Video #02 – Preliminary Considerations

Video Transcript

Welcome to

Christina  This is Christina.

Ed:  This is  Ed.  Today we are going to discuss different issues you should consider before you file for divorce.  The first issue is whether or not you should hire a lawyer.  Christina, what are some of the things people should take into consideration when it’s time to decide whether or not to hire a lawyer?

Christina: If you have a short-term marriage, no children, and little property, you probably do not need to hire a lawyer.  If you own substantial property, if you have minor children, or if your marriage lasted more than a few years so a significant spousal support right may be part of the mix, then you should seriously consider hiring a lawyer.  You are not saving money if you skip the lawyer, but end up not getting spousal support that you were entitled to, neglected to include in the property settlement agreement your one-half interest in your spouse’s retirement assets, or worse, lose custody of your children. Unfortunately, the reality is that most people just don’t have the money to pay a lawyer.  Finding the money to pay a lawyer a large retainer is simply not an option.  If you are thinking of doing your own divorce, you have to consider all the risks you run by getting divorced without a lawyer.

Ed:  Let’s assume you have decided to do your own divorce and you want to file for divorce in California, are there rules about how long you have to live in California before you are eligible to file for divorce?

Christina:  Yes.  In order to file for divorce in California, you or your spouse must have resided in California for at least six months immediately before the divorce petition is filed.  So, if you and your spouse moved to California 4 months ago and you want a divorce, you are going to have to continue to reside here for another 2 months before you file for divorce.  However, there is a way you can get around this residency requirement.  We get people that come to our office.  Their employer transferred them to California.  They have been here a few months and one or both parties want a divorce.  If you don’t meet the six-month residency requirement for a divorce filing, an option is to file a petition for a legal separation.  There is no residency requirement to file for a legal separation.  You and your spouse could be residents of California for only a few weeks and still be eligible to file a petition for a legal separation.   What you do is file the petition for a legal separation to get the process going and then, after you have satisfied the six-month residency requirement, you can easily amend your petition for a legal separation to a divorce petition.

Ed:  Sometimes, on TV or in the movies, someone will tell their spouse that they want a divorce, only to hear the spouse say they won’t consent to the divorce.  What about that – do you need your spouse’s consent to get a divorce?

Christina: You do not need your spouse’s consent to get a divorce.  If one party wants a divorce, the court will grant the divorce.  Your spouse cannot stop the court from dissolving the marriage.  If one spouse does not want the divorce and refuses to participate in the court proceedings, that will not stop the divorce.  The court will simply process the divorce as a default case.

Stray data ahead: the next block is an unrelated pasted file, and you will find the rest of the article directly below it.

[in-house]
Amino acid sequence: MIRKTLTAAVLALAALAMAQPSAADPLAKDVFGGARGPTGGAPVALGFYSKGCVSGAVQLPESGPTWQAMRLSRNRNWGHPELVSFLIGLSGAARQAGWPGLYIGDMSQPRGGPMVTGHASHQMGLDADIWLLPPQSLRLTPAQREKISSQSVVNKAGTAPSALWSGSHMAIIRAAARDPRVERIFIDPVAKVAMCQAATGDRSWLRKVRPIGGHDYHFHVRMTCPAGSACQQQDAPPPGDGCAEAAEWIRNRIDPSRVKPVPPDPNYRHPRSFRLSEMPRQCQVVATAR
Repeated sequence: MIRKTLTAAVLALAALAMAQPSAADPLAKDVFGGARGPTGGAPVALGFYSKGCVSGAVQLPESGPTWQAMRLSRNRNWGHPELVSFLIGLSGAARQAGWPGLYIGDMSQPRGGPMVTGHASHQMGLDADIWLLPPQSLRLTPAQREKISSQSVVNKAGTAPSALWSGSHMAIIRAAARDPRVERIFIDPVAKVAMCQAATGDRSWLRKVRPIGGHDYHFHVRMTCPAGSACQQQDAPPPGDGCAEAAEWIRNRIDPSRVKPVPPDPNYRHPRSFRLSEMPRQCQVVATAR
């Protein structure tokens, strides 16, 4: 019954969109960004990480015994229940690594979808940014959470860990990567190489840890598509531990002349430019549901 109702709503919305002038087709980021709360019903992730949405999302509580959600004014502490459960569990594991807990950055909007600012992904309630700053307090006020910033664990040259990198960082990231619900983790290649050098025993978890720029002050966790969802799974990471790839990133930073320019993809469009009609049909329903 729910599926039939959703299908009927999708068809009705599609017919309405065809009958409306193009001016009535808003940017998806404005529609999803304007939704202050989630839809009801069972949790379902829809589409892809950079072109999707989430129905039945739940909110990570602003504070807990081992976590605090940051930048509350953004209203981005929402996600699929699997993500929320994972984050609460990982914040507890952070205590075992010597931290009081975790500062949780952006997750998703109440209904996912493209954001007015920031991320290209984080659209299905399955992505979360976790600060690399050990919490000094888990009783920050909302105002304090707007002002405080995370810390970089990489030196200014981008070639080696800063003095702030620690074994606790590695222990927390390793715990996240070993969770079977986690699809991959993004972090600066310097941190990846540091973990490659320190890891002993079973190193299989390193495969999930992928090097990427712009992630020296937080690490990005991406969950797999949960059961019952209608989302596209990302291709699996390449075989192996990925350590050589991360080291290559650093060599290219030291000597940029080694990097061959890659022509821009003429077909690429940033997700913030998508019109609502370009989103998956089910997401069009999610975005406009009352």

Ed:  What if my spouse has filed a divorce petition against me and I don’t want the divorce, what can I do, if anything?

Christina:  You can drag your feet and slow the divorce process down. If you drag your feet and don’t cooperate, it takes a year or two or even longer to complete the divorce.  You can hope that if you drag your feet there will be a reconciliation, but, in the end, you can’t stop the court from granting a divorce.

Ed: Do I need grounds to file for divorce in California?  Do I need to hire an investigator to follow my spouse to prove he or she is having an affair or do I need to prove that my spouse has been abusive towards me in order to get a divorce?

Christina:  California is a “no-fault” divorce state.  What this means is, you don’t need to prove that your spouse did something wrong, such as being unfaithful or abusive, to get a divorce.  You do need grounds to get divorced, but this is a very simple matter.  There are two, and only two, grounds for getting a divorce or legal separation in California: 1) irreconcilable differences; or 2) permanent legal incapacity to make decisions.  This second ground was previously known as “insanity”.  Almost all divorces are based on the grounds of “irreconcilable differences”, which basically means you and your spouse are unable to get along and counseling won’t fix the problem.

Whenever television reports on a celebrity getting divorced, they always say that the grounds for the divorce are “irreconcilable differences”.  This isn’t really news because “irreconcilable differences” is the ground that everybody uses to get divorced.  Proving “irreconcilable differences” is extremely simple.  There is a pre-printed statement on one of the court forms that you sign when you submit your divorce judgment that reads, “There are irreconcilable differences that have led to the irremediable breakdown of the marriage and there is no possibility of saving the marriage through counseling or other means.”  That’s it.


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